an annual research volume of more than $300 million.

Copyright 2000, SpaceDaily


From Frankfurter Allgemeine Zeitung, 26 October 2000{F1B72E2C-3783-11D4-A3AA-009027BA22E4}&doc={1104D9E7-AA5C-11D4-A3B2-009027BA22E4}

By Philip Plait

GREENBELT, Maryland. The scene is almost always the same. A lone astronomer
(or perhaps a team of two or three), using a small telescope, discovers a
moving object in the sky. With a swell of ominous music, the object is
determined to be several kilometers across and headed straight for Earth.
After some scrambling by the authorities, a team of intrepid heroes launches
into space, plants a nuclear bomb on the rock, and gets away just in time as
the asteroid explodes into a trillion pieces. The shattered remnants fall
into the Earth's atmosphere, burning away into nothing more harmful than a
spectacular fireworks show.

Does this sound familiar? It might, if you've watched any Hollywood movies
in the past 20 years or so. The 1998 pair of movies, "Armageddon" and "Deep
Impact," were both based on the idea that an object from space had Earth in
its crosshairs. Both had similar plots, though very different themes. "Deep
Impact" was a thoughtful movie, more about the emotions of the people on
Earth as they watch the comet approach. "Armageddon" was mostly about really
loud noises and gee-whiz special effects.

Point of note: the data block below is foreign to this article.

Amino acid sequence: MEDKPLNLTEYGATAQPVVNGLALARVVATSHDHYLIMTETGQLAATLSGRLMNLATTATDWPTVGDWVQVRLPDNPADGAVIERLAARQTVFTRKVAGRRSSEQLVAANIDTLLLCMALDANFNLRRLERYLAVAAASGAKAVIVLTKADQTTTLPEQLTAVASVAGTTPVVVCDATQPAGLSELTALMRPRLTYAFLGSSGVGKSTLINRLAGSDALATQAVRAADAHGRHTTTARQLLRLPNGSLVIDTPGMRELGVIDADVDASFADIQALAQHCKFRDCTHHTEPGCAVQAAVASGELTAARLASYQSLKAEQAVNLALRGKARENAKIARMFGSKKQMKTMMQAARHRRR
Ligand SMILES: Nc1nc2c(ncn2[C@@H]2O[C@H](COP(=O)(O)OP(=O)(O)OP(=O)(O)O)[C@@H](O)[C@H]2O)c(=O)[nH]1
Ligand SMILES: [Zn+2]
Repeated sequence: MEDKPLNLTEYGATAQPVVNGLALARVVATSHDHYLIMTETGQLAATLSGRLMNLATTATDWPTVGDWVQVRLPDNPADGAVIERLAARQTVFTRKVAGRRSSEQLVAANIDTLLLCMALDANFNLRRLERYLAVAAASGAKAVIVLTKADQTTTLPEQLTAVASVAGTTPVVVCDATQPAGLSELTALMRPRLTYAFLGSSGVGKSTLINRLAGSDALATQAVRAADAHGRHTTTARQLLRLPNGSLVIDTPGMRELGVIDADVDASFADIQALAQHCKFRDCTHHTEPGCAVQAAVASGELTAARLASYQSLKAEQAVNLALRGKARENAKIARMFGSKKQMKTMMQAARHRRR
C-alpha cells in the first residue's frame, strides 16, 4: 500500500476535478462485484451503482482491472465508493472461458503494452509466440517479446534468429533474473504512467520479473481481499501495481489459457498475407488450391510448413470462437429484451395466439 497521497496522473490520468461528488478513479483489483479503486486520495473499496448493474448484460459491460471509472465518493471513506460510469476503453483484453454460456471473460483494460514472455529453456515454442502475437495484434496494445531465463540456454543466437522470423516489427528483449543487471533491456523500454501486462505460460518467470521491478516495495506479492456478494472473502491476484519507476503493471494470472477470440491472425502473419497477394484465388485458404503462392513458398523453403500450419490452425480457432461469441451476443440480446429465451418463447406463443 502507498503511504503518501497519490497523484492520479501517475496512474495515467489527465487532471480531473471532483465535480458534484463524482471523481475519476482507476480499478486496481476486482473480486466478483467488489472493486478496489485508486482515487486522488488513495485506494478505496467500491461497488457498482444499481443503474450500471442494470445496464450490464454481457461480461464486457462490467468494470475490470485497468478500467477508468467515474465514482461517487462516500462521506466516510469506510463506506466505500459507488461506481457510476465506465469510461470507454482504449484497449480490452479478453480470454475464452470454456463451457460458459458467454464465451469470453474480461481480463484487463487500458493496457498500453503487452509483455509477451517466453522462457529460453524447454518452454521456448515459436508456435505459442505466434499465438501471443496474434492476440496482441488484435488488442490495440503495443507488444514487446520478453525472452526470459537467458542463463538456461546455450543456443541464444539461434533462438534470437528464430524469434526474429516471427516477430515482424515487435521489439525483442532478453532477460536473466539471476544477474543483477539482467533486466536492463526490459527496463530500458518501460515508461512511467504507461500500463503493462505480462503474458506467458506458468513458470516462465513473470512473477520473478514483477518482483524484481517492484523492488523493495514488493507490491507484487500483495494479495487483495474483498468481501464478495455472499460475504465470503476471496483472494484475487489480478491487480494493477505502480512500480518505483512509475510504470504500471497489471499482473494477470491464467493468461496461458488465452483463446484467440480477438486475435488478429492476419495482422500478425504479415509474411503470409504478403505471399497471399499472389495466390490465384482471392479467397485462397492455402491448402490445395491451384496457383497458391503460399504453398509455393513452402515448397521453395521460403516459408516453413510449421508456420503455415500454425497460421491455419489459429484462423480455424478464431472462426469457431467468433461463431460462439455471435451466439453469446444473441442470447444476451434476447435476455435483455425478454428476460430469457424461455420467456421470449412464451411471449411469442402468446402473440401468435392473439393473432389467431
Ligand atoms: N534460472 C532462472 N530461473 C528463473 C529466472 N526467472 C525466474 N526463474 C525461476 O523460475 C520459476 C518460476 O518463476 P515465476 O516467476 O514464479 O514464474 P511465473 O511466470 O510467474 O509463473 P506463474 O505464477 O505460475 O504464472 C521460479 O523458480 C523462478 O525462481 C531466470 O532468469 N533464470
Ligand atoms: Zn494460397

Still, the basic plotline has merit. Asteroids and comets do exist, and
their paths do cross ours. An impact of even a small object -- perhaps 10 or
so kilometers (6.2 miles) across -- could in all practicality wipe humans
off the face of the Earth. An impact like that, 65 million years ago, did
just that for the dinosaurs. Smaller impacts can be just as devastating. The
Tunguska impact had the force of about a 20 megaton bomb, yet the rock that
caused it was only 100 to 200 meters across. A theory released this past
month has it that the Dark Ages may have actually been caused by a cometary
impact. Professor Mike Baillie of Queen's University in Belfast says that
slow growth of tree rings in the year 540 indicates possible environmental
changes, and 13th century texts hint at the near passage of a comet in that
same year. Although this finding is highly speculative, it shows that we
don't understand comet and asteroid impacts well, or the effects they have
on the environment. If we don't want to suffer the same fate as the
dinosaurs, we'd better do something about it.